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When BP and the federal government reached a $4.5 billion deal to settle the oil giant’s wrongdoing in the 2010 “Deepwater Horizon” disaster (“BP fined, charged in Gulf oil spill — Official: Firm valued ‘profit over prudence’” (Nov. 16), Americans had more than one reason to take note.
Unlike earlier BP settlements related to the spill, the company was forced to take responsibility for its crimes that tragically cost 11 workers’ lives and led to an environmental catastrophe. And this time, American taxpayers won’t be asked to pick up much of the tab.
This new settlement, negotiated by the Justice Department, stipulates that none of the penalties paid are tax-deductible.
This is great news. In the past, federal agencies have touted big settlement numbers while corporate wrongdoers claimed to have paid their debt to society — but taxpayers quietly lost out as they ended up picking up much of the tab.
The Department of Justice deserves a lot of credit for negotiating hard on an issue that it may get little credit for.
As widely reported, BP had already written off almost $10 billion of Gulf spill costs as tax deductions. If BP had been able to treat the entire $4.5 billion settlement as a tax-deductible business cost, then the corporation could have reduced its future tax bills by more than $1.3 billion — a tax benefit that would ultimately be borne by the American taxpayer.
Even though BP’s actions in the Gulf clearly involved criminal wrongdoing, the company’s tax lawyers could have claimed that the settlement itself was “not punitive” — allowing BP to take at least part of the settlement amount as a tax deduction. Unless the Department of Justice clearly spells out that settlements like this cannot be deducted, companies that pay such fines and penalties typically deduct them as ordinary business expenses.
There are rules in place to prevent such abuse of our tax code, but they are poorly enforced. Companies often deduct settlement payments even when regulations suggest they should not, according to a study by the Government Accountability Office. Many government agencies that settle with corporations believe that tax issues surrounding a settlement should be left to the IRS. The IRS, however, has stated that it is up to government agencies to determine whether a settlement is deductible or non-deductible. This confusion has created a regulatory no-man’s-land where a corporation can saddle American taxpayers with part of the cost of its own wrongdoing.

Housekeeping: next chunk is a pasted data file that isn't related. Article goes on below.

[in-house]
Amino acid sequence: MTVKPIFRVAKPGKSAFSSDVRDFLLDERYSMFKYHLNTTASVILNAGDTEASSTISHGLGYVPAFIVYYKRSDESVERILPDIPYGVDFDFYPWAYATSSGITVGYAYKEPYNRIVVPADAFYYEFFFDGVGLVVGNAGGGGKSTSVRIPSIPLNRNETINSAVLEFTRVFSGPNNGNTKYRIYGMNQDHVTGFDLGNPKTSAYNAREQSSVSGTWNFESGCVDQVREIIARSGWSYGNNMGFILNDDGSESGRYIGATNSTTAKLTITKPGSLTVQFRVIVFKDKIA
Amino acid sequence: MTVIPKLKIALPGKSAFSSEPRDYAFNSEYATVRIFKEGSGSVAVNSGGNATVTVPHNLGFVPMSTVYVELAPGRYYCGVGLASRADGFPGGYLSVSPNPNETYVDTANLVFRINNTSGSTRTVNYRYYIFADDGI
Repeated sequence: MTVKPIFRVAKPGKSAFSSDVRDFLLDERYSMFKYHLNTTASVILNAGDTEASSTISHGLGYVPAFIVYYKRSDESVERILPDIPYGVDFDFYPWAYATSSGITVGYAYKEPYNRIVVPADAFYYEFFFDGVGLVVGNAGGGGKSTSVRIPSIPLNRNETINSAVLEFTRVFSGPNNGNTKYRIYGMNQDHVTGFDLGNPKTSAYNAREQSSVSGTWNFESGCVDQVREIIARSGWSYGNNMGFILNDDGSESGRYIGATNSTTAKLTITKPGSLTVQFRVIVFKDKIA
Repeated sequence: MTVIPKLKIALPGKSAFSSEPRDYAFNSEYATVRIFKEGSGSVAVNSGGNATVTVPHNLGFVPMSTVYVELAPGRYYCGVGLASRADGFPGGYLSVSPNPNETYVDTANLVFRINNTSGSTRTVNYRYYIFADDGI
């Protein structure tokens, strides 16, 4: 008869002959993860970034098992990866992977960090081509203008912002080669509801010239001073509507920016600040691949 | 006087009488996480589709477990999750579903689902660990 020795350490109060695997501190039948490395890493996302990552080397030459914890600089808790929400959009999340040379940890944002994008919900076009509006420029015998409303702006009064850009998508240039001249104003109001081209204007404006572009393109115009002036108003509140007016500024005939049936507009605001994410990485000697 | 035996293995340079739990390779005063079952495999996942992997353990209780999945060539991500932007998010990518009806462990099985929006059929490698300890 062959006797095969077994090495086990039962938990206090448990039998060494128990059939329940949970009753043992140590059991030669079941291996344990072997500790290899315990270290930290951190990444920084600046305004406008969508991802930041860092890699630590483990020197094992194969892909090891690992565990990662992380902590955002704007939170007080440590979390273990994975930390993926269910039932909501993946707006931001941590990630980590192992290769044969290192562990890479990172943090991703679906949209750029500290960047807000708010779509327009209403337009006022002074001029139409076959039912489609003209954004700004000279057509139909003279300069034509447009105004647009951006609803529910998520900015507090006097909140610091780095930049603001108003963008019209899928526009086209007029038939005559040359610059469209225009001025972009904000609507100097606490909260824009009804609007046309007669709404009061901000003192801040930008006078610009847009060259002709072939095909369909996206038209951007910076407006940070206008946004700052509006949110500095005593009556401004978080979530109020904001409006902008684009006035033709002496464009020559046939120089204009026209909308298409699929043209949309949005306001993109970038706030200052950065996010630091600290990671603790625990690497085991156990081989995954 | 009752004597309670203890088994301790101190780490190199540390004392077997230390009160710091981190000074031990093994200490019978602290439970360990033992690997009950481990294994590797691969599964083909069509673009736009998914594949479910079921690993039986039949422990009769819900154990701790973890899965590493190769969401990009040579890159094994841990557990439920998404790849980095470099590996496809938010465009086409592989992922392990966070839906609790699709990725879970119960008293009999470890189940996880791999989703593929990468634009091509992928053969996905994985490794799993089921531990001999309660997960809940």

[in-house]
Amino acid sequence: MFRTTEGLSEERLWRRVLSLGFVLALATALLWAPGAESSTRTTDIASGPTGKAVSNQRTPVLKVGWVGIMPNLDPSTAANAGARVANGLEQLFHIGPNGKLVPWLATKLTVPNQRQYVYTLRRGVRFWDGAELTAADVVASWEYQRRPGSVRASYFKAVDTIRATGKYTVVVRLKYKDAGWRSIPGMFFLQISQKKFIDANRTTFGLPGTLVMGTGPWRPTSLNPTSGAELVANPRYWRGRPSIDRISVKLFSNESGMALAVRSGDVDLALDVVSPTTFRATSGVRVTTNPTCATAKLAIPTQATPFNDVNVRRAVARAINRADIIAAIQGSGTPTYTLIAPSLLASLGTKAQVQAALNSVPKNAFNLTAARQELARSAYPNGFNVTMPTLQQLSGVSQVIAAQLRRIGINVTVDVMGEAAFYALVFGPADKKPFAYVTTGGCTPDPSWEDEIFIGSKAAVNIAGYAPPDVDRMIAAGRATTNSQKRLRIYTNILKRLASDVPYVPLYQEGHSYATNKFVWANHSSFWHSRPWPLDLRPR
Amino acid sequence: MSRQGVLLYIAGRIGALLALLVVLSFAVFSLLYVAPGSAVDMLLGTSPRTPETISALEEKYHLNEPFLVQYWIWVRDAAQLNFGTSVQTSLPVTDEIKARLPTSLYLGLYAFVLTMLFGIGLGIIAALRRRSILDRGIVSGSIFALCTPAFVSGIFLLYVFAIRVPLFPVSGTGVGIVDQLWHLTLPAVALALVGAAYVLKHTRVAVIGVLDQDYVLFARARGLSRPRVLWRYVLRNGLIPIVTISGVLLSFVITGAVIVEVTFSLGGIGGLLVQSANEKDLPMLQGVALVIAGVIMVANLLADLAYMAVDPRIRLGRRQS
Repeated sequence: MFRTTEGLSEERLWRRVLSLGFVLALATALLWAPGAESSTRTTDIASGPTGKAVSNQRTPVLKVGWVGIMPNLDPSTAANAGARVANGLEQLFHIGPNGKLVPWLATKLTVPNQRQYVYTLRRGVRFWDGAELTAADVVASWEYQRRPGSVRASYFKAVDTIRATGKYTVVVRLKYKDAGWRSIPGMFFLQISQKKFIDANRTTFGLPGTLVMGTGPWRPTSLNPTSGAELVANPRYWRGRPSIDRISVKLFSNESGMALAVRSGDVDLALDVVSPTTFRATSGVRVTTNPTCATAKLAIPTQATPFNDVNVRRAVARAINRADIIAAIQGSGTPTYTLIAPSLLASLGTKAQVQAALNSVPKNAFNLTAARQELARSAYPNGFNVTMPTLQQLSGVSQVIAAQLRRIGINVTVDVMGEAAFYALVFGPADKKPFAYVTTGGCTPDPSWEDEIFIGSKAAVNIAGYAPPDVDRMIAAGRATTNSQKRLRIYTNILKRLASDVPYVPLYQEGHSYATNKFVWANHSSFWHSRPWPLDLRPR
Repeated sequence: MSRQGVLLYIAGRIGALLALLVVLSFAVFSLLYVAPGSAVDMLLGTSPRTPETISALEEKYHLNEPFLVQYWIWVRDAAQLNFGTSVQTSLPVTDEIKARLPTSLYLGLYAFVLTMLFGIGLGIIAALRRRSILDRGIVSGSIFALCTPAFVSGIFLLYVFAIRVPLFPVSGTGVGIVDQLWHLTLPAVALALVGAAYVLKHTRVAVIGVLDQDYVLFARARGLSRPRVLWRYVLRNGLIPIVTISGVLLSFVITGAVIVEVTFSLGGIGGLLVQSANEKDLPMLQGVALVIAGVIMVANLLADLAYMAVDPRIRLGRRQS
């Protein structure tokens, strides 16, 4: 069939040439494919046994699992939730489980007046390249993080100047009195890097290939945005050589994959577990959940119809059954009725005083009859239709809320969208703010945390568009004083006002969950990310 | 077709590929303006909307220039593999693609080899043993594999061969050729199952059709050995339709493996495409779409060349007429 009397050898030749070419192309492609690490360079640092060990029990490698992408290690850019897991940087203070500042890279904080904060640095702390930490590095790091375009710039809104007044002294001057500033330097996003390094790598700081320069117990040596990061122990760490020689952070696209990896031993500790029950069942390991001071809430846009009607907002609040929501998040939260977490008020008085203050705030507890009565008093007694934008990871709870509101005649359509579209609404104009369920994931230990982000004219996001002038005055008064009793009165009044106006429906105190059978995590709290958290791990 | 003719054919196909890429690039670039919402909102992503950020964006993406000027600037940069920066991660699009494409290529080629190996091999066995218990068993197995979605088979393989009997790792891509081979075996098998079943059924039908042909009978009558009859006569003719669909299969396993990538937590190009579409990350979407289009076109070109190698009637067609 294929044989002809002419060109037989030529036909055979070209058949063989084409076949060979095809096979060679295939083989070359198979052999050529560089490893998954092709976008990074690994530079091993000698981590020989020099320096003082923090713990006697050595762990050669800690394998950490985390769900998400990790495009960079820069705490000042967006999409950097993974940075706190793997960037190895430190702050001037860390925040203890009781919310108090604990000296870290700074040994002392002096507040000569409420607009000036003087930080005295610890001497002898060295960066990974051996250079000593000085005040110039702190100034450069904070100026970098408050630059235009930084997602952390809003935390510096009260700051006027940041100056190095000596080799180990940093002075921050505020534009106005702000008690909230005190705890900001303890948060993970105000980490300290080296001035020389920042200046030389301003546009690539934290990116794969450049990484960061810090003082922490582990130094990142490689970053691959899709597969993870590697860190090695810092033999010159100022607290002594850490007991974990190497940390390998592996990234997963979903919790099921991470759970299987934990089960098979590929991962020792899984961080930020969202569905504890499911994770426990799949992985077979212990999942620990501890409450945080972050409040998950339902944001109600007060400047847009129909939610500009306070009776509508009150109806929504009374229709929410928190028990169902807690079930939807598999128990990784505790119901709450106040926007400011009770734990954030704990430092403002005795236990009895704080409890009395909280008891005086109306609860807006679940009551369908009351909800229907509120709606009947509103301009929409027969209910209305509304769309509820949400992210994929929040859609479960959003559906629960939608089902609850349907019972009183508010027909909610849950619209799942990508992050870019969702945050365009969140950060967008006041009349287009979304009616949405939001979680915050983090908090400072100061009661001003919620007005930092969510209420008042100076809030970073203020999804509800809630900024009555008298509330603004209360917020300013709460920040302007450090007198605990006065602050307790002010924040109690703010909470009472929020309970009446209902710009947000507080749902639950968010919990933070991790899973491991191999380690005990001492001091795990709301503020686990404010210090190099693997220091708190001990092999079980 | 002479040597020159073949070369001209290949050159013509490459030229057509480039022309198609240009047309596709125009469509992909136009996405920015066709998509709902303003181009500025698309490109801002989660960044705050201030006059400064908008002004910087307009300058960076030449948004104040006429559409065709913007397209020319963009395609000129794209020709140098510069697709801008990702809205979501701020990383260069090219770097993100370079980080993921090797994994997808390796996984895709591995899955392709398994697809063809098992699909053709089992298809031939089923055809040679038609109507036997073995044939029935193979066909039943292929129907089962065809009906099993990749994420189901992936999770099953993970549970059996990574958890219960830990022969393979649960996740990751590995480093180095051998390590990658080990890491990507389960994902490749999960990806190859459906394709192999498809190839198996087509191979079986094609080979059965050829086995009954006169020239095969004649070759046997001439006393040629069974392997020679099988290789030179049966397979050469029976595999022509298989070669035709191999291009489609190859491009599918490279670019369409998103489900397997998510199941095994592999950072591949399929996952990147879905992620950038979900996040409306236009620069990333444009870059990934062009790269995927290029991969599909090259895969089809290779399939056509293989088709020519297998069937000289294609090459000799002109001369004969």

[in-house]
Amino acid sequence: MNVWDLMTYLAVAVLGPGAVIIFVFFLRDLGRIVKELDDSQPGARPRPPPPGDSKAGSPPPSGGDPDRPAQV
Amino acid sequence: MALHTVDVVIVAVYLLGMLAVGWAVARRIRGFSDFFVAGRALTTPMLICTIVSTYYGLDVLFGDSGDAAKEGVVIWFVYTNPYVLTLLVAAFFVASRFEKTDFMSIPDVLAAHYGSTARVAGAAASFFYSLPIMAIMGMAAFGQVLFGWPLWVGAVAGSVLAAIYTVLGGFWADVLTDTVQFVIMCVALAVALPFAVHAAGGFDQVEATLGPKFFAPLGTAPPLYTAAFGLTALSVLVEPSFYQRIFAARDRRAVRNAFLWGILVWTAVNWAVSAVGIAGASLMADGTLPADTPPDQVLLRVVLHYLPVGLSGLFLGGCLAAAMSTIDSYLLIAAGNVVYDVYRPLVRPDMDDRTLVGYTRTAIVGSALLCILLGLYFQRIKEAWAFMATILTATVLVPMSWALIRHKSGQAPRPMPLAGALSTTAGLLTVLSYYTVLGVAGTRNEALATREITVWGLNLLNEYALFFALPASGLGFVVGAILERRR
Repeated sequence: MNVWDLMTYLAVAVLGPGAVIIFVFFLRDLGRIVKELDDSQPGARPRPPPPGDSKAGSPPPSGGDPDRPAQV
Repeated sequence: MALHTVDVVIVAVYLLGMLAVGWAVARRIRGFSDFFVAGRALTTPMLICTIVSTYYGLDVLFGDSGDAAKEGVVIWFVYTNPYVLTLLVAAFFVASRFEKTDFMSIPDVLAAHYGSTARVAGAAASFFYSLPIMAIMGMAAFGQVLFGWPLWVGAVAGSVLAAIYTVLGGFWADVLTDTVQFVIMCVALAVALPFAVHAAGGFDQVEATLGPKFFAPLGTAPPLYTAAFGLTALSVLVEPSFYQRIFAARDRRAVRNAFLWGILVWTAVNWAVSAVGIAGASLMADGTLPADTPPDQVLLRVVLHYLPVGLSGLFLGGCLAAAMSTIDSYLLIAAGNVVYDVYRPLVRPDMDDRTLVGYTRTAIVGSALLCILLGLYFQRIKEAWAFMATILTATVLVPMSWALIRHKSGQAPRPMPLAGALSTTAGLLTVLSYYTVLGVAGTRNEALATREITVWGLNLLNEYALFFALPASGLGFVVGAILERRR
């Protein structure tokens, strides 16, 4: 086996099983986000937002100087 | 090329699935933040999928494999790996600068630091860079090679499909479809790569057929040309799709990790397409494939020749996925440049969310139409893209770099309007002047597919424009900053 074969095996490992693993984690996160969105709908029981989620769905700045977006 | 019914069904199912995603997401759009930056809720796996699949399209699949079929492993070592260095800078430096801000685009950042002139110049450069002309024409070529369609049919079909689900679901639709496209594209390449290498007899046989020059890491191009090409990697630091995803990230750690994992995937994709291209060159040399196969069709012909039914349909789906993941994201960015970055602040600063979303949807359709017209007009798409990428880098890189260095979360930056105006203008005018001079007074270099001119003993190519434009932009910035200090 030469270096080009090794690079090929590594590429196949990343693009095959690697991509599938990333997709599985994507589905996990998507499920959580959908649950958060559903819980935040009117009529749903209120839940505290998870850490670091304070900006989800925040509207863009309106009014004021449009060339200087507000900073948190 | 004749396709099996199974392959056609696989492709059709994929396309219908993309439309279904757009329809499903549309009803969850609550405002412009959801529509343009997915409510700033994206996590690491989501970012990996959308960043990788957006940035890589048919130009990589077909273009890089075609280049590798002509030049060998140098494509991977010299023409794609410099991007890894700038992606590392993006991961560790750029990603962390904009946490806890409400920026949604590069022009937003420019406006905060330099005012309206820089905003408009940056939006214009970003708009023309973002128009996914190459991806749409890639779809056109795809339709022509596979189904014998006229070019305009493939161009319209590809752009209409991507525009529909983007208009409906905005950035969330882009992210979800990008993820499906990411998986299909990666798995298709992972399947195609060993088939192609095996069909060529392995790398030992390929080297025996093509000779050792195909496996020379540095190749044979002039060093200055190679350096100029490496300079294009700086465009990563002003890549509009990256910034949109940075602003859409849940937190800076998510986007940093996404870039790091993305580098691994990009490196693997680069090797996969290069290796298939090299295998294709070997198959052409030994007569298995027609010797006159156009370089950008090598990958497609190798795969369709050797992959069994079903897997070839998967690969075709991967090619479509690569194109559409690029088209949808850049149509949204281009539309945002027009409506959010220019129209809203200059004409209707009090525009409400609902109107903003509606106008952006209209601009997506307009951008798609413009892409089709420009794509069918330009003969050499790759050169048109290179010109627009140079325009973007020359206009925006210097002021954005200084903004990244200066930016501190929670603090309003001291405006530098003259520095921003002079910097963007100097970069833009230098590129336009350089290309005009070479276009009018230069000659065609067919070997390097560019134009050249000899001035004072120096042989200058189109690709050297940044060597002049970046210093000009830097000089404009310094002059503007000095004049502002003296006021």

When a company negotiates a tax-deductible settlement for its misdeeds, the public loses four times over.
First, the public suffers the direct impact of corporate wrongdoing — in the Deepwater Horizon case, a disastrous oil spill.
Second, taxpayers are forced to shoulder part of the penalty that the corporation alone should be paying: Every dollar meant to be punishment for destructive corporate behavior that a company ends up deducting is lost revenue and must be made up for through higher taxes on other taxpayers, cuts to public programs or an increase in the national debt.
Third, deterrence of future crimes is weakened: Reducing the cost of bad corporate behavior by making it tax-deductible does little to discourage offenses down the road, and allowing companies to write off the damage caused by their misdeeds as a “business expense” sends a misguided signal that corporate wrongdoing isn’t all that bad.
And fourth, settling a corporate offense behind closed doors rather than at an open trial prevents all of the evidence of a company’s misdeeds from being brought to light — including information on lax regulations that might have enabled the bad corporate behavior.
American taxpayers and the Justice Department must remain watchful: BP is expected to pay billions more in a coming settlement related to violations of the Clean Water Act and other environmental laws.
Whether or not the upcoming environmental settlement will also be free of hidden tax giveaways depends on whether federal negotiators again press hard to protect taxpayers.
You can also read this op-ed at NJ.com.
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